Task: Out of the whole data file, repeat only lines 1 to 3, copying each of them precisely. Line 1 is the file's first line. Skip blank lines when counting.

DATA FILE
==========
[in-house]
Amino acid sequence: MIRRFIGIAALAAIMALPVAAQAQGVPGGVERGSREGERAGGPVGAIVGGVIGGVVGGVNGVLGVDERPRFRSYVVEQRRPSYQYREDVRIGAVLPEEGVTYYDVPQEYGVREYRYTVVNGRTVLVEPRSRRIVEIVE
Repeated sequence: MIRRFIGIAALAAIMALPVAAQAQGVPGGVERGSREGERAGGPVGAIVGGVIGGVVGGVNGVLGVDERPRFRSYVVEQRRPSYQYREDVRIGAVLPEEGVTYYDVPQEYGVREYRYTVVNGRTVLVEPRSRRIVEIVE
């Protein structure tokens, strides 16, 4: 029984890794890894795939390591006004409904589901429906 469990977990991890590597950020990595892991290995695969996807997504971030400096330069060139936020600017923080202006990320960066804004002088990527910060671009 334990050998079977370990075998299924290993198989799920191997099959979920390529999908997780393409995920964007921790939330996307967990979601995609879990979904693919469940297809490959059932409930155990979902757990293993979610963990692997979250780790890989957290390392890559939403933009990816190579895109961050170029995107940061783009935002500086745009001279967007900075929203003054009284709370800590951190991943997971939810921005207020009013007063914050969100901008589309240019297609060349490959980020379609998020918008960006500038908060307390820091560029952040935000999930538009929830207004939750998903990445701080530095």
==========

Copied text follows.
[in-house]
Amino acid sequence: MIRRFIGIAALAAIMALPVAAQAQGVPGGVERGSREGERAGGPVGAIVGGVIGGVVGGVNGVLGVDERPRFRSYVVEQRRPSYQYREDVRIGAVLPEEGVTYYDVPQEYGVREYRYTVVNGRTVLVEPRSRRIVEIVE
Repeated sequence: MIRRFIGIAALAAIMALPVAAQAQGVPGGVERGSREGERAGGPVGAIVGGVIGGVVGGVNGVLGVDERPRFRSYVVEQRRPSYQYREDVRIGAVLPEEGVTYYDVPQEYGVREYRYTVVNGRTVLVEPRSRRIVEIVE